Importantly, if you look at the intracranial responses in the patients who had brain metastases who received osimertinib, the response rates are north of 70%. We’ll certainly talk about the benefit that we’re seeing with osimertinib in the brain. Is that a reason not to offer stereotactic radiosurgery, or radiation to the brain for this patient? But certainly, we’re seeing high response rates in the brain.

And then, from the phase I experience with this drug, there has been some interrogation via plasma, post-osimertinib, for looking at mechanisms of resistance. This pie graph is not as clean as the pie graph we see from the first- and second-generation TKIs, in regard to mechanisms of resistance.

We’re just starting to learn about mechanisms of resistance with osimertinib as a frontline drug, and even as a second-line drug. Of course, we haveC797Shere, soKRASmay be relevant; orMETamplification; orTP53. So, they’re all over the map here. I think we’ll learn more, in the next 6 to 12 months, about what the mechanisms of resistance are and how to drug those mechanisms of resistance.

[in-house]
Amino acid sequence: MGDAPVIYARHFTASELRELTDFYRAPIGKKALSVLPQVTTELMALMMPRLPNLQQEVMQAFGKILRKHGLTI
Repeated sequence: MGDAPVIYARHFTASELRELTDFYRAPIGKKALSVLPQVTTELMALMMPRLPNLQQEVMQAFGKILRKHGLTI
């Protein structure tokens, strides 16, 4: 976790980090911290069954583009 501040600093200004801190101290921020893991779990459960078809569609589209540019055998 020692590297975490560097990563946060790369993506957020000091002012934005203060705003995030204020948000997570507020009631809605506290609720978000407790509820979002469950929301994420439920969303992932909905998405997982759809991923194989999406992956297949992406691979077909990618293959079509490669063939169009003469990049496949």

There are a lot of questions on the role of immunotherapy inEGFR-mutant lung cancer. We’ve learned that single-agent immunotherapy is probably not the best drug as any line of therapy forEGFR-mutant lung cancer, although that’s debatable. The second piece of data that I want to talk about is the IMpower 150 data. This was data that was presented at the ASCO [American Society of Clinical Oncology] Annual Meeting. It subsequently published in theNew England Journal of Medicine. This was an open-label, phase III study of more than 1200 patients who were randomized across 3 arms. The real analysis that was important compared carboplatin/paclitaxel/bevacizumab/atezolizumab versus carboplatin/paclitaxel/bevacizumab—arm B versus arm C.

Importantly, unlike many trials evaluating immunotherapy, this trial did allow for patients who hadEGFRandALKrearrangements, who had received a prior TKI. Again, recently published in theNew England Journal of Medicine, we saw a benefit in progression-free survival between arm B and arm C. The addition of atezolizumab to that carboplatin/paclitaxel/bevacizumab backbone, that ECOG [Eastern Cooperative Oncology Group] 4599 backbone, did show a benefit in progression-free survival. It did show a benefit in overall survival. Looking at thatEGFR-andALK-rearranged subset was just as important.

Again, this is a group of patients that we don’t normally think derive a meaningful benefit to immunotherapy, but we saw a benefit by adding atezolizumab to carboplatin/paclitaxel/bevacizumab, compared to carboplatin/paclitaxel/bevacizumab, in this patient population. So, I think this is starting to alter our thoughts on the role of immunotherapy. Is this a regimen that’s ready for primetime in a patient who isEGFR-positive and has progressed on a tyrosine kinase inhibitor?

Transcriipt edited for clarity.